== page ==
As part of your case, you may be asked to provide evidence and information to the other party and request evidence and information from them. This is process is called “discovery” and is most often done when the parties are represented by attorneys.
There are several kinds of discovery, including:
• Depositions: taking testimony under oath from a party or a witness outside of the courtroom;
• Interrogatories: written questions the other party answers in writing under oath;
• Document Requests: a written demand that the other party provide copies of important papers;
• Requests for Admissions: a written request that the other party agree that certain alleged facts are true. (This is much less commonly used than the other types of discovery.)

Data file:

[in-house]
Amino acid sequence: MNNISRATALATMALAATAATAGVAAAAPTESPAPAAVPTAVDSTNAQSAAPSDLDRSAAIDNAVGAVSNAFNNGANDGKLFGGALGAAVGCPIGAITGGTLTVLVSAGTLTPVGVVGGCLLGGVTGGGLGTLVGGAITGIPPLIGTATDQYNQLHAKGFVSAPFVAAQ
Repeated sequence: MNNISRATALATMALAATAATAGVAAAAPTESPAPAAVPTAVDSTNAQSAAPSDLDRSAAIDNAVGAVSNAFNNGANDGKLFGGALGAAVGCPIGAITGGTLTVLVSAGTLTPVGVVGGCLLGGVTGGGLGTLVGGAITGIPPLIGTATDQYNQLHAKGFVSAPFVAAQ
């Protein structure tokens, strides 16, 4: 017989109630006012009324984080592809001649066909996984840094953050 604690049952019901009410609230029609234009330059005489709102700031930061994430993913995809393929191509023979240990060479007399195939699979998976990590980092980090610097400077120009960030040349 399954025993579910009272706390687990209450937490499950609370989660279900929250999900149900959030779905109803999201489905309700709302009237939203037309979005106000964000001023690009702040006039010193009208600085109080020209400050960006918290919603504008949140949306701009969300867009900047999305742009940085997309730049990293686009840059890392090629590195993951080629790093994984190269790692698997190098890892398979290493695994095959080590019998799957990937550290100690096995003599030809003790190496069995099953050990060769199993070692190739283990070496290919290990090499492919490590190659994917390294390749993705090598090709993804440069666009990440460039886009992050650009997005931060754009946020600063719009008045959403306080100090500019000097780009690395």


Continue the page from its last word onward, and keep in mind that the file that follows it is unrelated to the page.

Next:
If discovery is requested, it must be provided unless there is a valid reason to object. If an objection is made, the court will need to decide whether you must give the other party the information. Failing to do so can lead to sanctions, including paying the other party’s attorney fees or not being allowed to use the evidence in court. It is VERY IMPORTANT never to destroy information or evidence.
To discuss responding to discovery requests, or any other family law matter, call Kruse Family Law, PLLC at 612.231.9865, or email email@example.com.